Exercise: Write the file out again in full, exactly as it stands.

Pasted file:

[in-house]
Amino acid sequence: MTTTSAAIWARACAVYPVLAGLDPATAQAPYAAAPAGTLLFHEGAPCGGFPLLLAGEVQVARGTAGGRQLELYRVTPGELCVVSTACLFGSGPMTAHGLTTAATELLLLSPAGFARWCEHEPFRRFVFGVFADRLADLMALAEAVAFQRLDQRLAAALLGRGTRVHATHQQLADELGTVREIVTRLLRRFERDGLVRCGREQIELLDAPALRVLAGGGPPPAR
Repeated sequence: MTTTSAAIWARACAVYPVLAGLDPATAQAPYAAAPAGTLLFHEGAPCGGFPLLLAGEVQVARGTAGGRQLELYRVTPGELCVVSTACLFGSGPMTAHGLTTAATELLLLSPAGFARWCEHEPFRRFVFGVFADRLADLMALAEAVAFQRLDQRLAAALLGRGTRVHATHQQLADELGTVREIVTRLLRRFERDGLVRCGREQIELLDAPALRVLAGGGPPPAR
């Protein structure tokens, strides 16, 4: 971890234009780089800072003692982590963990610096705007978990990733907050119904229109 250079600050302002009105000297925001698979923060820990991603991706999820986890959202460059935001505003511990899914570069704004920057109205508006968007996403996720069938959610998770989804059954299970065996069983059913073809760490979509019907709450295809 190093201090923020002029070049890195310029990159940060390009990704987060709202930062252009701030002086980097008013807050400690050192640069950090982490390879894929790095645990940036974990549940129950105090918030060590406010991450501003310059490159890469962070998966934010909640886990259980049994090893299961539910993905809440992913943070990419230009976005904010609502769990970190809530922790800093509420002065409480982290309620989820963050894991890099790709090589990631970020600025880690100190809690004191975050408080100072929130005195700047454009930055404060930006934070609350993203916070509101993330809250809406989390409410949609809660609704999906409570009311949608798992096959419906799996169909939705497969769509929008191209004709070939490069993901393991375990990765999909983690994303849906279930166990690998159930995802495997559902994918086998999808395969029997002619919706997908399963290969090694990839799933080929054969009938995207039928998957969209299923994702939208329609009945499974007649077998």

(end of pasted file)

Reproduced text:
[in-house]
Amino acid sequence: MTTTSAAIWARACAVYPVLAGLDPATAQAPYAAAPAGTLLFHEGAPCGGFPLLLAGEVQVARGTAGGRQLELYRVTPGELCVVSTACLFGSGPMTAHGLTTAATELLLLSPAGFARWCEHEPFRRFVFGVFADRLADLMALAEAVAFQRLDQRLAAALLGRGTRVHATHQQLADELGTVREIVTRLLRRFERDGLVRCGREQIELLDAPALRVLAGGGPPPAR
Repeated sequence: MTTTSAAIWARACAVYPVLAGLDPATAQAPYAAAPAGTLLFHEGAPCGGFPLLLAGEVQVARGTAGGRQLELYRVTPGELCVVSTACLFGSGPMTAHGLTTAATELLLLSPAGFARWCEHEPFRRFVFGVFADRLADLMALAEAVAFQRLDQRLAAALLGRGTRVHATHQQLADELGTVREIVTRLLRRFERDGLVRCGREQIELLDAPALRVLAGGGPPPAR
């Protein structure tokens, strides 16, 4: 971890234009780089800072003692982590963990610096705007978990990733907050119904229109 250079600050302002009105000297925001698979923060820990991603991706999820986890959202460059935001505003511990899914570069704004920057109205508006968007996403996720069938959610998770989804059954299970065996069983059913073809760490979509019907709450295809 190093201090923020002029070049890195310029990159940060390009990704987060709202930062252009701030002086980097008013807050400690050192640069950090982490390879894929790095645990940036974990549940129950105090918030060590406010991450501003310059490159890469962070998966934010909640886990259980049994090893299961539910993905809440992913943070990419230009976005904010609502769990970190809530922790800093509420002065409480982290309620989820963050894991890099790709090589990631970020600025880690100190809690004191975050408080100072929130005195700047454009930055404060930006934070609350993203916070509101993330809250809406989390409410949609809660609704999906409570009311949608798992096959419906799996169909939705497969769509929008191209004709070939490069993901393991375990990765999909983690994303849906279930166990690998159930995802495997559902994918086998999808395969029997002619919706997908399963290969090694990839799933080929054969009938995207039928998957969209299923994702939208329609009945499974007649077998």